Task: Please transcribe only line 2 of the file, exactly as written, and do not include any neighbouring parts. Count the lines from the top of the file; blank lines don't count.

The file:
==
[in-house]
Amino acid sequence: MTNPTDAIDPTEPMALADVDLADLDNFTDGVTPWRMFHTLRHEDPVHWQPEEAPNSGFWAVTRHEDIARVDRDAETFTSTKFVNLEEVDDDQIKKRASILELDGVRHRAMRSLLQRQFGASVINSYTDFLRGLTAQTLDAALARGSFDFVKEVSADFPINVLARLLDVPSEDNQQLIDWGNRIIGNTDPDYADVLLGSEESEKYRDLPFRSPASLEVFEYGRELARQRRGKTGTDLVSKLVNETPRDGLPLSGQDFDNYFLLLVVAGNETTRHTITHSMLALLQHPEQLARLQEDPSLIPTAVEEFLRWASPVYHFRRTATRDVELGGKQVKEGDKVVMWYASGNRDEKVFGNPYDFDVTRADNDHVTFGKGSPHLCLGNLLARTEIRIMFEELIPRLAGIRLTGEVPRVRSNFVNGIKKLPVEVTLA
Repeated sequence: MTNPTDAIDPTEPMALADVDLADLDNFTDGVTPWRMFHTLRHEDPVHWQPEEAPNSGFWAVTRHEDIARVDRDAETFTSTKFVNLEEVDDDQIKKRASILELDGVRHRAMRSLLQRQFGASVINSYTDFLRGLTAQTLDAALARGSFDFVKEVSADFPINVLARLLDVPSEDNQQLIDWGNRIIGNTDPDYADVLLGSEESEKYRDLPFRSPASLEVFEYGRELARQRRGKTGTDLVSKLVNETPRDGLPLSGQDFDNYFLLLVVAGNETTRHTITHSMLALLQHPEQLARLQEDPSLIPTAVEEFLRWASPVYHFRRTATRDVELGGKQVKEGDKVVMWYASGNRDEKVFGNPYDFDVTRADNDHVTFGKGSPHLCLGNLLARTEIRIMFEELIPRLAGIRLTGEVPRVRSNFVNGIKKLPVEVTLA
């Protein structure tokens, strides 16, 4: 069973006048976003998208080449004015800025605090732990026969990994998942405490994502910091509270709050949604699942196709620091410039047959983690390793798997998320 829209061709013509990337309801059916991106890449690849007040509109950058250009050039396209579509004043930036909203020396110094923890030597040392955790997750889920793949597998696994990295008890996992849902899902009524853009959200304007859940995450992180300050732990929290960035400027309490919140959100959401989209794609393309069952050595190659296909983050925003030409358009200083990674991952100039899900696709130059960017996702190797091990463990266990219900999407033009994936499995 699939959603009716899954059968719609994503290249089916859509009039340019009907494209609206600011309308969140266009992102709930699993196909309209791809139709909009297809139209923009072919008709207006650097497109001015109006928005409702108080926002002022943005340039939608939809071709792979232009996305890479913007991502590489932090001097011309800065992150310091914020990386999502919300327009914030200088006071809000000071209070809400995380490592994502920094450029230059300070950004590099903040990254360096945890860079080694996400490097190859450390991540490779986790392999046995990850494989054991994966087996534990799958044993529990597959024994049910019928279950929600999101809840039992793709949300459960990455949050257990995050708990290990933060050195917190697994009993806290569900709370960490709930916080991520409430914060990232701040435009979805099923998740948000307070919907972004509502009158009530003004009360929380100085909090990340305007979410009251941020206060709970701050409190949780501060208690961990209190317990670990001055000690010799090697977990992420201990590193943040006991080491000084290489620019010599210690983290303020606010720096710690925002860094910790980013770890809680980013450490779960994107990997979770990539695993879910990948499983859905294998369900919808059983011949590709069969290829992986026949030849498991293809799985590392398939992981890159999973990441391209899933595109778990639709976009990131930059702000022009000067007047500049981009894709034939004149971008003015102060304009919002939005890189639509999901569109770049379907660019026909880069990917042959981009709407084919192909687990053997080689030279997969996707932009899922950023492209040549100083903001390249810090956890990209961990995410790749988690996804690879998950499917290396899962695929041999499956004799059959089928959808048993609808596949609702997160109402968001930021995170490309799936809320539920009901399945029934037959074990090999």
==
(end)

Amino acid sequence: MTNPTDAIDPTEPMALADVDLADLDNFTDGVTPWRMFHTLRHEDPVHWQPEEAPNSGFWAVTRHEDIARVDRDAETFTSTKFVNLEEVDDDQIKKRASILELDGVRHRAMRSLLQRQFGASVINSYTDFLRGLTAQTLDAALARGSFDFVKEVSADFPINVLARLLDVPSEDNQQLIDWGNRIIGNTDPDYADVLLGSEESEKYRDLPFRSPASLEVFEYGRELARQRRGKTGTDLVSKLVNETPRDGLPLSGQDFDNYFLLLVVAGNETTRHTITHSMLALLQHPEQLARLQEDPSLIPTAVEEFLRWASPVYHFRRTATRDVELGGKQVKEGDKVVMWYASGNRDEKVFGNPYDFDVTRADNDHVTFGKGSPHLCLGNLLARTEIRIMFEELIPRLAGIRLTGEVPRVRSNFVNGIKKLPVEVTLA